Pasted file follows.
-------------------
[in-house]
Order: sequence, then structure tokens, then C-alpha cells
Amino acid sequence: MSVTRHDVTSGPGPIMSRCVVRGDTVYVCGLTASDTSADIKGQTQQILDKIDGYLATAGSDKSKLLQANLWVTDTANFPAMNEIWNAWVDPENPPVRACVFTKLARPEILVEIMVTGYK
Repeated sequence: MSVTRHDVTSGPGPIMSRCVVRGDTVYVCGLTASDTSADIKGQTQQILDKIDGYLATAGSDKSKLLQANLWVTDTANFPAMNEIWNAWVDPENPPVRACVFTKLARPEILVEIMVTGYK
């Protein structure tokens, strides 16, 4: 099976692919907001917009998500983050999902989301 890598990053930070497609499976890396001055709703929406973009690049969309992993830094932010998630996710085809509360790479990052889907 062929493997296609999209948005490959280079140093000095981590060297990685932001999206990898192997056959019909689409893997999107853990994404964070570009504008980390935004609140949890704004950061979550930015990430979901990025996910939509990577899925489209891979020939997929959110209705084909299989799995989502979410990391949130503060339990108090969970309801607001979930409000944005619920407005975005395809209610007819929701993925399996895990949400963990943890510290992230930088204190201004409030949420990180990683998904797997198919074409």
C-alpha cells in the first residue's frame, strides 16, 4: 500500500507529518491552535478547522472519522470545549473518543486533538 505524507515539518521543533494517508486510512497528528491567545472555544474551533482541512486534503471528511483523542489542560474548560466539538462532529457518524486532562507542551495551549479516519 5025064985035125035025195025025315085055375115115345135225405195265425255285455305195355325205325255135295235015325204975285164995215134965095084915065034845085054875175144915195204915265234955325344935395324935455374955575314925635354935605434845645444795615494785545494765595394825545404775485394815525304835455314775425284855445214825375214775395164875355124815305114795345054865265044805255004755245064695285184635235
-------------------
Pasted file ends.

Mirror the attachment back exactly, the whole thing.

[in-house]
Order: sequence, then structure tokens, then C-alpha cells
Amino acid sequence: MSVTRHDVTSGPGPIMSRCVVRGDTVYVCGLTASDTSADIKGQTQQILDKIDGYLATAGSDKSKLLQANLWVTDTANFPAMNEIWNAWVDPENPPVRACVFTKLARPEILVEIMVTGYK
Repeated sequence: MSVTRHDVTSGPGPIMSRCVVRGDTVYVCGLTASDTSADIKGQTQQILDKIDGYLATAGSDKSKLLQANLWVTDTANFPAMNEIWNAWVDPENPPVRACVFTKLARPEILVEIMVTGYK
């Protein structure tokens, strides 16, 4: 099976692919907001917009998500983050999902989301 890598990053930070497609499976890396001055709703929406973009690049969309992993830094932010998630996710085809509360790479990052889907 062929493997296609999209948005490959280079140093000095981590060297990685932001999206990898192997056959019909689409893997999107853990994404964070570009504008980390935004609140949890704004950061979550930015990430979901990025996910939509990577899925489209891979020939997929959110209705084909299989799995989502979410990391949130503060339990108090969970309801607001979930409000944005619920407005975005395809209610007819929701993925399996895990949400963990943890510290992230930088204190201004409030949420990180990683998904797997198919074409």
C-alpha cells in the first residue's frame, strides 16, 4: 500500500507529518491552535478547522472519522470545549473518543486533538 505524507515539518521543533494517508486510512497528528491567545472555544474551533482541512486534503471528511483523542489542560474548560466539538462532529457518524486532562507542551495551549479516519 5025064985035125035025195025025315085055375115115345135225405195265425255285455305195355325205325255135295235015325204975285164995215134965095084915065034845085054875175144915195204915265234955325344935395324935455374955575314925635354935605434845645444795615494785545494765595394825545404775485394815525304835455314775425284855445214825375214775395164875355124815305114795345054865265044805255004755245064695285184635235